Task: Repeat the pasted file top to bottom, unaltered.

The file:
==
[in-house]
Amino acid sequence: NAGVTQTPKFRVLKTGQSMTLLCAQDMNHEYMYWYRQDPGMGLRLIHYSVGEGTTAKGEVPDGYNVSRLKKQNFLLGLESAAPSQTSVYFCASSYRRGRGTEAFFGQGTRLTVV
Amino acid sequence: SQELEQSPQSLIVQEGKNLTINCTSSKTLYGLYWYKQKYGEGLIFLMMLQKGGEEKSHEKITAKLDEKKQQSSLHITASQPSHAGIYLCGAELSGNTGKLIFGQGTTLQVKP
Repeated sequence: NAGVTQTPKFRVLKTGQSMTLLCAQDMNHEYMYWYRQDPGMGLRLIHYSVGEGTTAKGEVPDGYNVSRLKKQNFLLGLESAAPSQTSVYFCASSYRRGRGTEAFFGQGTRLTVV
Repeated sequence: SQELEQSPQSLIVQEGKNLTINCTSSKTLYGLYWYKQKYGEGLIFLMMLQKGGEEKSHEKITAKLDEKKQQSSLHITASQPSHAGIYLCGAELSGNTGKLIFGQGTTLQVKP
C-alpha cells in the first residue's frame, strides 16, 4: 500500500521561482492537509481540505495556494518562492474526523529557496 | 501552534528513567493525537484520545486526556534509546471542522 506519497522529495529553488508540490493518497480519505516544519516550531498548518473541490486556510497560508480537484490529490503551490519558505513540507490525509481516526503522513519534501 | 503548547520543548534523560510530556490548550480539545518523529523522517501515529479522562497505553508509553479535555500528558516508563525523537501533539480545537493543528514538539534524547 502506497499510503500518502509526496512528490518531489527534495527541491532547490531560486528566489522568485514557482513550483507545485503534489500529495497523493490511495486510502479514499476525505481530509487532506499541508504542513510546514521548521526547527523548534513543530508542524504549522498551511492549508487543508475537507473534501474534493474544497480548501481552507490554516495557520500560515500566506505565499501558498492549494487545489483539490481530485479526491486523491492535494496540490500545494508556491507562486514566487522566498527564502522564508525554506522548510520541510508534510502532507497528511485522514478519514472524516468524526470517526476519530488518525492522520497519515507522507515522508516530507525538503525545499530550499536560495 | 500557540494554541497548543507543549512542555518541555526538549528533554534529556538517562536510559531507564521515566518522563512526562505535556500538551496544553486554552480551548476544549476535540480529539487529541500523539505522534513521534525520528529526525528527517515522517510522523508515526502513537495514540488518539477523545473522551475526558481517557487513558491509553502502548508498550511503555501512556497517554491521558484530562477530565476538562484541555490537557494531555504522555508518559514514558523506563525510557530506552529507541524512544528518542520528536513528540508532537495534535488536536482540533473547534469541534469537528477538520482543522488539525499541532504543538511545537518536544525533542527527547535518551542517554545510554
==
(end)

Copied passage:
[in-house]
Amino acid sequence: NAGVTQTPKFRVLKTGQSMTLLCAQDMNHEYMYWYRQDPGMGLRLIHYSVGEGTTAKGEVPDGYNVSRLKKQNFLLGLESAAPSQTSVYFCASSYRRGRGTEAFFGQGTRLTVV
Amino acid sequence: SQELEQSPQSLIVQEGKNLTINCTSSKTLYGLYWYKQKYGEGLIFLMMLQKGGEEKSHEKITAKLDEKKQQSSLHITASQPSHAGIYLCGAELSGNTGKLIFGQGTTLQVKP
Repeated sequence: NAGVTQTPKFRVLKTGQSMTLLCAQDMNHEYMYWYRQDPGMGLRLIHYSVGEGTTAKGEVPDGYNVSRLKKQNFLLGLESAAPSQTSVYFCASSYRRGRGTEAFFGQGTRLTVV
Repeated sequence: SQELEQSPQSLIVQEGKNLTINCTSSKTLYGLYWYKQKYGEGLIFLMMLQKGGEEKSHEKITAKLDEKKQQSSLHITASQPSHAGIYLCGAELSGNTGKLIFGQGTTLQVKP
C-alpha cells in the first residue's frame, strides 16, 4: 500500500521561482492537509481540505495556494518562492474526523529557496 | 501552534528513567493525537484520545486526556534509546471542522 506519497522529495529553488508540490493518497480519505516544519516550531498548518473541490486556510497560508480537484490529490503551490519558505513540507490525509481516526503522513519534501 | 503548547520543548534523560510530556490548550480539545518523529523522517501515529479522562497505553508509553479535555500528558516508563525523537501533539480545537493543528514538539534524547 502506497499510503500518502509526496512528490518531489527534495527541491532547490531560486528566489522568485514557482513550483507545485503534489500529495497523493490511495486510502479514499476525505481530509487532506499541508504542513510546514521548521526547527523548534513543530508542524504549522498551511492549508487543508475537507473534501474534493474544497480548501481552507490554516495557520500560515500566506505565499501558498492549494487545489483539490481530485479526491486523491492535494496540490500545494508556491507562486514566487522566498527564502522564508525554506522548510520541510508534510502532507497528511485522514478519514472524516468524526470517526476519530488518525492522520497519515507522507515522508516530507525538503525545499530550499536560495 | 500557540494554541497548543507543549512542555518541555526538549528533554534529556538517562536510559531507564521515566518522563512526562505535556500538551496544553486554552480551548476544549476535540480529539487529541500523539505522534513521534525520528529526525528527517515522517510522523508515526502513537495514540488518539477523545473522551475526558481517557487513558491509553502502548508498550511503555501512556497517554491521558484530562477530565476538562484541555490537557494531555504522555508518559514514558523506563525510557530506552529507541524512544528518542520528536513528540508532537495534535488536536482540533473547534469541534469537528477538520482543522488539525499541532504543538511545537518536544525533542527527547535518551542517554545510554